The injuries have taken their toll on the fans' patience too, with Bale missing 81 games since joining the club in 2013. This, somehow, was seen as a defect of his will to play for Real Madrid, without the context being applied. He is a fast-twitch player, who relies heavily on his pace - not speed or agility but pure, raw pace - and is forever going to be prone to muscular injuries. They could have been handled differently too, of course, with help offered to Bale to overcome his obsession with his calf strains. In a way, it was his desire to play that forced him to worry so much about the injuries in the first place. It was seen, however, as a cavalier attitude to being available.
Another aspect of this whole debacle has been cultural. As someone from the British Isles and with English being the world's lingua franca, learning any other language is seen as pointless and almost pretentious unless it's absolutely necessary. It's not particularly encouraged at school and, with every single movie and book translated into English, there's never any need to venture outside of what you know (not to suggest this is right, but it's the way it is and a mentality that pervades). For anyone who has learned a new language, the fear of making a mistake can freeze your development - and that's just in front of friends. Bale had to deal with that fear in front of the millions of people who tune into Real Madrid content. He could have made a better effort and offered an olive branch or two, but there wasn't enough slack offered for this cultural difference. Meanwhile, if Bale and Madrid were on the same page, they could have brainstormed a solution to this.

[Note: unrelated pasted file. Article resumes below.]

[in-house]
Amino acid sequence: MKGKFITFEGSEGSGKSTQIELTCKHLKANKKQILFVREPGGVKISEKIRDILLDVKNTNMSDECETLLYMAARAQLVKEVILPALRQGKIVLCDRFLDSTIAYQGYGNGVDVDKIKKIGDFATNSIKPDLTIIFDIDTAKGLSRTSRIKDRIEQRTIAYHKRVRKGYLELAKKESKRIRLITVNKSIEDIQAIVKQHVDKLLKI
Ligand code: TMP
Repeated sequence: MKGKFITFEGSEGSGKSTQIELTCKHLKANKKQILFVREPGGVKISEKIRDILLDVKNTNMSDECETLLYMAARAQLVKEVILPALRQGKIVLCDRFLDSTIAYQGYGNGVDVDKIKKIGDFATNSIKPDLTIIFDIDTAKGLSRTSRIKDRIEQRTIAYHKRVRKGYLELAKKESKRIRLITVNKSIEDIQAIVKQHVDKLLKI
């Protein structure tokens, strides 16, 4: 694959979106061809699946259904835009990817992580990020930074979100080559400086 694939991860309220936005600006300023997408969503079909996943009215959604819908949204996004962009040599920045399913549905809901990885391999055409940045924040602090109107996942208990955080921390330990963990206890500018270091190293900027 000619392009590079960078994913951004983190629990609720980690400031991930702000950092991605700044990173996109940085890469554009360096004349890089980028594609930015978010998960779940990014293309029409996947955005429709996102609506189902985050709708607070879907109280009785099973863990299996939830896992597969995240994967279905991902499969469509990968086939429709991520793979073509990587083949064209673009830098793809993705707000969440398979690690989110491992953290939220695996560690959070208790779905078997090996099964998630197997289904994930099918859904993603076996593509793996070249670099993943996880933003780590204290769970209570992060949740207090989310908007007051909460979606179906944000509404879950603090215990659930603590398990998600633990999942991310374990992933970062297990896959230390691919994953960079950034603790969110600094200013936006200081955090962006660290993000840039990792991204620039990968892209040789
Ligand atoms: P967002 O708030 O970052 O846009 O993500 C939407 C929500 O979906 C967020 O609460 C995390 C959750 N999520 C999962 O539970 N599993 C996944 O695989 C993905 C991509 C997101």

Insolence in Bale behaviour since start of summer
There has been insolence in Bale's behaviour since the start of the summer, though, after he didn't get his China move. On the same day Eden Hazard was presented at the club, he sent out a tweet talking about how excited he was for the US Open. The golfer had struck again. And while it's not outright rebellion like refusing to train, it's another shot at the establishment. And in some ways it's worse than refusing to train, because they can't punish him for tweeting and they can't truly know if it was meant as a dig.